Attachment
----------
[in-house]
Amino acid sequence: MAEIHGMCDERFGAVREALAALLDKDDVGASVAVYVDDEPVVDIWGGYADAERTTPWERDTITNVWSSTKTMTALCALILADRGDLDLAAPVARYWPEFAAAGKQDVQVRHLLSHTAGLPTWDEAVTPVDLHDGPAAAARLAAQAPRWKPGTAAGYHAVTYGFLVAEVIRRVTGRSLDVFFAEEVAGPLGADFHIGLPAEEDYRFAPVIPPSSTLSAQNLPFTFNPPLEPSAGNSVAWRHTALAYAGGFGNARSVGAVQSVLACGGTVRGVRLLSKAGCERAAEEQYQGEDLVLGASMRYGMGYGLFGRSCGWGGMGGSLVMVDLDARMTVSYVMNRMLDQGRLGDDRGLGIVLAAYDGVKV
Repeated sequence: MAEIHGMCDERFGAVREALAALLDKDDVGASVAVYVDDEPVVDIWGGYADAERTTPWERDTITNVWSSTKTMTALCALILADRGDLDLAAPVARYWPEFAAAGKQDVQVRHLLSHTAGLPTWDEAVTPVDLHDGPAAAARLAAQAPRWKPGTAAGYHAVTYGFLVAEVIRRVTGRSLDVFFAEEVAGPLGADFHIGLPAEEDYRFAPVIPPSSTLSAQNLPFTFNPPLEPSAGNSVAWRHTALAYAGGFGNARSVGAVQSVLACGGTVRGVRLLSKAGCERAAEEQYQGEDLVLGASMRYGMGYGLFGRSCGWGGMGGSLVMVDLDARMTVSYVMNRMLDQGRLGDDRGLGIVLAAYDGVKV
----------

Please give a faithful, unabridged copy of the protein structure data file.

[in-house]
Amino acid sequence: MAEIHGMCDERFGAVREALAALLDKDDVGASVAVYVDDEPVVDIWGGYADAERTTPWERDTITNVWSSTKTMTALCALILADRGDLDLAAPVARYWPEFAAAGKQDVQVRHLLSHTAGLPTWDEAVTPVDLHDGPAAAARLAAQAPRWKPGTAAGYHAVTYGFLVAEVIRRVTGRSLDVFFAEEVAGPLGADFHIGLPAEEDYRFAPVIPPSSTLSAQNLPFTFNPPLEPSAGNSVAWRHTALAYAGGFGNARSVGAVQSVLACGGTVRGVRLLSKAGCERAAEEQYQGEDLVLGASMRYGMGYGLFGRSCGWGGMGGSLVMVDLDARMTVSYVMNRMLDQGRLGDDRGLGIVLAAYDGVKV
Repeated sequence: MAEIHGMCDERFGAVREALAALLDKDDVGASVAVYVDDEPVVDIWGGYADAERTTPWERDTITNVWSSTKTMTALCALILADRGDLDLAAPVARYWPEFAAAGKQDVQVRHLLSHTAGLPTWDEAVTPVDLHDGPAAAARLAAQAPRWKPGTAAGYHAVTYGFLVAEVIRRVTGRSLDVFFAEEVAGPLGADFHIGLPAEEDYRFAPVIPPSSTLSAQNLPFTFNPPLEPSAGNSVAWRHTALAYAGGFGNARSVGAVQSVLACGGTVRGVRLLSKAGCERAAEEQYQGEDLVLGASMRYGMGYGLFGRSCGWGGMGGSLVMVDLDARMTVSYVMNRMLDQGRLGDDRGLGIVLAAYDGVKV